An intergenerational approach in the promotion of balance and strength for fall prevention: a mini-review
Intergenerational training, Isometric/dynamic force production, Static/dynamic postural control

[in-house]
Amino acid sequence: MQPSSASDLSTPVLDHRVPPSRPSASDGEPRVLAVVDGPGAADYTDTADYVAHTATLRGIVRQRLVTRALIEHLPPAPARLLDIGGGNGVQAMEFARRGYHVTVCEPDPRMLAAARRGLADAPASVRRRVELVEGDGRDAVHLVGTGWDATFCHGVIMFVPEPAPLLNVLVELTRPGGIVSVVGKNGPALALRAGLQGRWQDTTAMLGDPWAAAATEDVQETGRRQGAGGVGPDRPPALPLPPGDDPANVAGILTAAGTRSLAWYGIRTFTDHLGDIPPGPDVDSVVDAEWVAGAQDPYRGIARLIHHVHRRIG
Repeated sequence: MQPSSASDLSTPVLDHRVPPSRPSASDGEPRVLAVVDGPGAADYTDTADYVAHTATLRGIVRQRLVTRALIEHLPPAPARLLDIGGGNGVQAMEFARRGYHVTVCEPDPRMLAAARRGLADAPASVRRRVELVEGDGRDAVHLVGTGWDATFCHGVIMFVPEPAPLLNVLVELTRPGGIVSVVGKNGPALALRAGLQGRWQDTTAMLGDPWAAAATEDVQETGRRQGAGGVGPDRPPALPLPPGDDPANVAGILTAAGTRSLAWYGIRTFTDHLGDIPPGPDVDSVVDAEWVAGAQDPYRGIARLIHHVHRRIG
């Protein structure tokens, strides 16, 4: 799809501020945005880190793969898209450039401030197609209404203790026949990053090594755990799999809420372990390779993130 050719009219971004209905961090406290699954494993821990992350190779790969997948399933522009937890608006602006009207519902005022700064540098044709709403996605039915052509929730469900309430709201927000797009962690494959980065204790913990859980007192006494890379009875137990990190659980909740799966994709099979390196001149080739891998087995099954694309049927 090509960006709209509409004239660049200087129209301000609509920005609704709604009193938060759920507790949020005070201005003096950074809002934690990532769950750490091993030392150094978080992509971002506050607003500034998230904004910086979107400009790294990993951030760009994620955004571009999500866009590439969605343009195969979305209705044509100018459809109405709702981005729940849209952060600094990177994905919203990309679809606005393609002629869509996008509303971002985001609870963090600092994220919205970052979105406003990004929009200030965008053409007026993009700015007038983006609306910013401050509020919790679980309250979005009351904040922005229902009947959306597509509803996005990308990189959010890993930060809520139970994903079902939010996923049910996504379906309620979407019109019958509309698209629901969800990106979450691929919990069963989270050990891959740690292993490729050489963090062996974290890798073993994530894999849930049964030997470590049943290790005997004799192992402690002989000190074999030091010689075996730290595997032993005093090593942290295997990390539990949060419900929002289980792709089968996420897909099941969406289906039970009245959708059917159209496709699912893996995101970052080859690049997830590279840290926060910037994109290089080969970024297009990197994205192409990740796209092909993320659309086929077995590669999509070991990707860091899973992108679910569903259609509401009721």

The risk of sustaining a fall is particularly high in children and seniors. Deficits in postural control and muscle strength either due to maturation, secular declines or biologic aging are two important intrinsic risk factors for falls. During life span, performance in variables of static postural control follows a U-shaped curve with children and seniors showing larger postural sway than healthy adults. Measures of dynamic postural control (i.e. gait speed) as well as isometric (i.e. maximal strength) and dynamic muscle strength (i.e. muscular power) follow an inverted U-shaped curve during life span, again with children and seniors showing deficits compared to adults. There is evidence that particularly balance and resistance training are effective in counteracting these neuromuscular constraints in both children and seniors. Further, these training regimens are able to reduce the rate of sustaining injuries and falls in these age groups. An intergenerational intervention approach is suggested to enhance the effectiveness of these training programs by improving compliance and increasing motivation of children and seniors exercising together. Thus, the objectives of this mini-review are: (1) to describe the epidemiology and etiology of falls in children and seniors; (2) to discuss training programs that counteract intrinsic fall risk factors by reducing the rate of falling, and (3) to present an intergenerational approach that has the potential to make training programs even more effective by including children and seniors together in one exercise group.